These dynamics have several implications for investors and entrepreneurs. Inflated private valuations mean that venture investors, especially those involved in later-round funding, can no longer count on IPOs to make money. Seed and Series A and B investors will be largely unaffected: they invest early enough to see a positive return so long as an IPO locks in a higher valuation than the prices they paid in the early rounds. Nonetheless, the longer time line to going public does affect early investors. Eleven years is quite a while for limited partners (LPs) to realize returns, especially when many venture firms try to raise new funds every two to four years. So private-market activity has ticked up significantly as employees and investors alike seek liquidity. Alongside private markets, the M&A route may become an increasingly favorable alternative for such investors.
Series C and D investors may want to consider alternative forms to finance the growth of companies—alternatives that don’t lead to rapid increases in private valuations. Late-stage investors want to hit the sweet spot between having valuations increase during every round and keeping them within reason so that solid eventual returns can still be expected. For relatively stable later-stage companies, venture debt is one alternative for financing growth at this point.3
Private companies looking to raise money in the later stages should weigh the benefits of a higher valuation against the risk of a down round. A company’s valuation is relatively meaningless until investors want to exit: a down round isn’t likely to kill a good company, and the stigma attached to one is now smaller. Nonetheless, when companies are deemed less valuable than they had been previously, brand damage is likely, investors may be underwater (at least on paper), and employees can suffer—especially if the company’s value per share falls below the value of their stock options.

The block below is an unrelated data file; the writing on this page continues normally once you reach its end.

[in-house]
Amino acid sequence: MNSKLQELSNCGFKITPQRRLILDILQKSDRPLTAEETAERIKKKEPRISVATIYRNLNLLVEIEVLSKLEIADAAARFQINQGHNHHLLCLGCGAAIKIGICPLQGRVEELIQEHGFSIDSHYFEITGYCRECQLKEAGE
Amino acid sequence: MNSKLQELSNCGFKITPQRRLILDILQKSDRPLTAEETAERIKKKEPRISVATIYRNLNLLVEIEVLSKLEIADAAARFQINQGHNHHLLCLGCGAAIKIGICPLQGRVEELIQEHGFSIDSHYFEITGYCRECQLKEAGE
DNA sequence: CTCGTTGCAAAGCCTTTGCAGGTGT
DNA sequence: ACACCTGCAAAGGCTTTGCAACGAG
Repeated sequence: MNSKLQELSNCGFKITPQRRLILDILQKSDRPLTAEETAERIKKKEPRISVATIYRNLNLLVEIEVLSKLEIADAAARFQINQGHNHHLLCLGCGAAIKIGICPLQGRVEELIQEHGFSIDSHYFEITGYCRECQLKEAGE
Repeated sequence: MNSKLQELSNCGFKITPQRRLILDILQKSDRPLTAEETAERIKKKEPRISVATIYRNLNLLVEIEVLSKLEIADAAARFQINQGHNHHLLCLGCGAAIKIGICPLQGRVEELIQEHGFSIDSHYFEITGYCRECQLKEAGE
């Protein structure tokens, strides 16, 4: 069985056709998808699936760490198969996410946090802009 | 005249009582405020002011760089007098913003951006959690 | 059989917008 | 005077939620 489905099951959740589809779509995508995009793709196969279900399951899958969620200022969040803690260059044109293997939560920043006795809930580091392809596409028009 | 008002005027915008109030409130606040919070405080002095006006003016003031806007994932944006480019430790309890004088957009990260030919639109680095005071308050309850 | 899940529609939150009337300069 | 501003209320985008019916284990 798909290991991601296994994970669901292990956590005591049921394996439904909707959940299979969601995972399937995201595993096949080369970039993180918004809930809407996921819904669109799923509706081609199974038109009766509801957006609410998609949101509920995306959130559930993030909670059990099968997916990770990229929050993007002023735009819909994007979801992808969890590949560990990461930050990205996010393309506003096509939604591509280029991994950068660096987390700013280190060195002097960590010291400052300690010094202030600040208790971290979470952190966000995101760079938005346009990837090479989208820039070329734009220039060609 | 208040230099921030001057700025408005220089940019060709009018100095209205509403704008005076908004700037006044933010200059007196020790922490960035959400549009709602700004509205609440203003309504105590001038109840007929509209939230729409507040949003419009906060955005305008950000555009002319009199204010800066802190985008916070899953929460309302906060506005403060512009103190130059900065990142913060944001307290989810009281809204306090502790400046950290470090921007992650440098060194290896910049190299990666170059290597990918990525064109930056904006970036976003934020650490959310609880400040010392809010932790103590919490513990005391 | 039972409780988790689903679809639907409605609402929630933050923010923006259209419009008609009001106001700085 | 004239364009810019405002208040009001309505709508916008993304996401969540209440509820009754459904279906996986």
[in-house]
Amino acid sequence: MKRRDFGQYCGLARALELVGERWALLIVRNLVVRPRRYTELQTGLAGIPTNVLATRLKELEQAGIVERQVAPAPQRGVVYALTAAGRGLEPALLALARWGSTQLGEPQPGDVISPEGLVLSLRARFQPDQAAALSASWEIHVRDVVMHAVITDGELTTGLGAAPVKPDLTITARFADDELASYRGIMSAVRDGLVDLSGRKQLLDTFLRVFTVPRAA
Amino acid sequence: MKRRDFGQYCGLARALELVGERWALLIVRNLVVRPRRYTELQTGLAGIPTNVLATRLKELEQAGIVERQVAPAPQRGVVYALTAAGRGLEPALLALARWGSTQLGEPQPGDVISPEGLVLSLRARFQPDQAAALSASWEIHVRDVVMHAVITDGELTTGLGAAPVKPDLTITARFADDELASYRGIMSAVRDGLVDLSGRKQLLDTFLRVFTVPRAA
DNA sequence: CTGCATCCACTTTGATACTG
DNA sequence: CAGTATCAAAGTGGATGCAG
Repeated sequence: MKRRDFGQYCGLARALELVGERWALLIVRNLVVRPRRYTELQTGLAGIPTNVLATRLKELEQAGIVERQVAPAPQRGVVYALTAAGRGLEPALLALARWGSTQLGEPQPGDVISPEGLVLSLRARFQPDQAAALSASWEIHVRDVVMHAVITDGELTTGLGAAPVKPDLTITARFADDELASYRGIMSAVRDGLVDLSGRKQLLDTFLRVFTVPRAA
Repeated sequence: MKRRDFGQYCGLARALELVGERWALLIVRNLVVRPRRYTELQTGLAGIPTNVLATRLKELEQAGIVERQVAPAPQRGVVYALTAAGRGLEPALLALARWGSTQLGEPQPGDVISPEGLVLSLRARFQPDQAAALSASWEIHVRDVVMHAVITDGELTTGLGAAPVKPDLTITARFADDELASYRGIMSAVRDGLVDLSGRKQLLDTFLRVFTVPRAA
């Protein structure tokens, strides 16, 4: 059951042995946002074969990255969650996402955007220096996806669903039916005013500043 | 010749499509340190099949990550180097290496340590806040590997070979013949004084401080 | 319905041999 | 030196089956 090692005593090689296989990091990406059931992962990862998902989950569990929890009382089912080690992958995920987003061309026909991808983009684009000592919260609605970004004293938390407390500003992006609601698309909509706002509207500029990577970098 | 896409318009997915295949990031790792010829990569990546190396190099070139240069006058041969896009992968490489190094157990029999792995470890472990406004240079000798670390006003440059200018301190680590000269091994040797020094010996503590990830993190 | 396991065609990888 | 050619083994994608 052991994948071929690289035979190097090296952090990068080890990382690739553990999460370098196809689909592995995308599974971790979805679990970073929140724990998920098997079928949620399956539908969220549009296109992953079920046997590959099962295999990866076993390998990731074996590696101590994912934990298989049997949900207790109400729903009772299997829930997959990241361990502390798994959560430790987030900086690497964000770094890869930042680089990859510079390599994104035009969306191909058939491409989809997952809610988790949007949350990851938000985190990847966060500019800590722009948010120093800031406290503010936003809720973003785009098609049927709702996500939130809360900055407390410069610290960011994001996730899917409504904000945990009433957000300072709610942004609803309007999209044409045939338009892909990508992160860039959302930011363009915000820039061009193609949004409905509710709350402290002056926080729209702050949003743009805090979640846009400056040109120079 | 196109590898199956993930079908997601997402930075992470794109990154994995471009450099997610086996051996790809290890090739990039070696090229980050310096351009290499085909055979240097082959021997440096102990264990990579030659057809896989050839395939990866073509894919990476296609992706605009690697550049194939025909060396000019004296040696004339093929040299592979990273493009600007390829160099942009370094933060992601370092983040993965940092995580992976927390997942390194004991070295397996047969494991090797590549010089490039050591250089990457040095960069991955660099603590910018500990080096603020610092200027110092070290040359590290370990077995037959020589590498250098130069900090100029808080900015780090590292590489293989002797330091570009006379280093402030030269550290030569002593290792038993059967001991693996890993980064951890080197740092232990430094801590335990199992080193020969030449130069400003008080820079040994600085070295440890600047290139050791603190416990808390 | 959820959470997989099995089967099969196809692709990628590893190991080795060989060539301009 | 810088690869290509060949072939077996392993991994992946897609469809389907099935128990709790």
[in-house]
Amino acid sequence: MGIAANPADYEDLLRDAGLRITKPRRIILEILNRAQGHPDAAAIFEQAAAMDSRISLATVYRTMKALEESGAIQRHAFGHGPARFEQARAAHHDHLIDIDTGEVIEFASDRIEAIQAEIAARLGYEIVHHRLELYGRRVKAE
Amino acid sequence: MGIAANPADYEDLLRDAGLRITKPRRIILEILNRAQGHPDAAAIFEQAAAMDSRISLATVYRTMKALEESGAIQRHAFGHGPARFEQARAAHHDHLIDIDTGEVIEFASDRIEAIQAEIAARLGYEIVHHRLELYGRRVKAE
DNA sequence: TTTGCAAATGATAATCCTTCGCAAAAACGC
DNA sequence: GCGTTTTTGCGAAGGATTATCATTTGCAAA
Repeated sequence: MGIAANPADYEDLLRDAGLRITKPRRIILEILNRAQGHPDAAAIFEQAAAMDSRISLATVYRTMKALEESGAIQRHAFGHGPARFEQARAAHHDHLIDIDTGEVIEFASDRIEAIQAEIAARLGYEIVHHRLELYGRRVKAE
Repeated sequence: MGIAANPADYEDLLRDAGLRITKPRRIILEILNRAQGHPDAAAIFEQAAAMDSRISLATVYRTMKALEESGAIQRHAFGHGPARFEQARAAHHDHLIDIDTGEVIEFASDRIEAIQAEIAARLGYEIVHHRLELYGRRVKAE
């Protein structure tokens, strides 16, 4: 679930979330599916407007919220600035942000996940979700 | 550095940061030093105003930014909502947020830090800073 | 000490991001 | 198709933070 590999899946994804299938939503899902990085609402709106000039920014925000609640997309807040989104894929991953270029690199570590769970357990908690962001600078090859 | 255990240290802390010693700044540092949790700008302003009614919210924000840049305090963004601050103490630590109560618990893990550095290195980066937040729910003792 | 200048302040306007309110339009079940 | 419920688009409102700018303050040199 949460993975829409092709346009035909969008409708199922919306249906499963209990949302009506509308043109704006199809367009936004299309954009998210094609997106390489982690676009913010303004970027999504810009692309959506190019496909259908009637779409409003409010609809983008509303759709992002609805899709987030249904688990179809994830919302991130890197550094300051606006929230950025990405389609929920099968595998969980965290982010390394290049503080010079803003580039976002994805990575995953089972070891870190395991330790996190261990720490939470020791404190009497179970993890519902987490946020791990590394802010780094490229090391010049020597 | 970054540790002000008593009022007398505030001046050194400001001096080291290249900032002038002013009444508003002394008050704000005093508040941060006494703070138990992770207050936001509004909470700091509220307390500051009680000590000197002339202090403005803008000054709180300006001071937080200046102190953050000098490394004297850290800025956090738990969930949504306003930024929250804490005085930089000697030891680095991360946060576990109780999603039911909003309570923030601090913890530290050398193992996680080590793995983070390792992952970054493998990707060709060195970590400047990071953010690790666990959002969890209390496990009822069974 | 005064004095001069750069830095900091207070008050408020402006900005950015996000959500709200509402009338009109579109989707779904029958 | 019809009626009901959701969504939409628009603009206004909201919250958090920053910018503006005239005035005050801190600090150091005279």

A company’s founders are an exception. Inflating later-stage valuations and raising tons of capital are often more appealing to them because they generally still do well even in the event of a later-stage down round. (There’s an exception if the term sheets are structured to limit the founders’ advantages—for example, through liquidation preferences and antidilution provisions.) It’s easy to imagine more entrepreneur-unfriendly terms reemerging as investors get increasingly frustrated with down rounds and dollars lost on poor IPO showings.
Using IPOs strategically to accelerate growth
With ample private funding available and technology companies facing challenges in public markets, no wonder more and more software companies are choosing to gain scale as private entities. Remaining private does have a number of benefits. These include allowing companies to focus on long-term strategy rather than short-term quarterly earnings, retaining the competitive advantage that comes from not disclosing business details, minimizing the time and resources that management spends on shareholder-facing activities, and protecting companies from activist investors and hostile takeovers.
Despite the benefits, few software companies can stay private indefinitely. Unless they become acquisition targets (which is challenging at sky-high valuations), most that survive and thrive in the private market should eventually expect to go public. Two factors often make an IPO inevitable. First, if a company exceeds the maximum number of shareholders allowed as a private entity, it will be forced to go public. Previously, the US Securities and Exchange Commission (SEC) required companies that had more than 500 shareholders to disclose their financial statements. (For example, the 2004 IPO of Google was triggered when it crossed the 500-shareholder limit.) In 2012, the US JOBS Act raised the threshold to 2,000 investors, enabling many companies to remain private (employees in stock-compensation plans and “crowdfunding” investors are excluded from the shareholder tally). The second forcing function comes from shareholders—investors as well as founders and early employees—who seek liquidity. Investors typically want to provide returns to their LPs on a seven- to ten-year time frame and therefore often push for IPOs.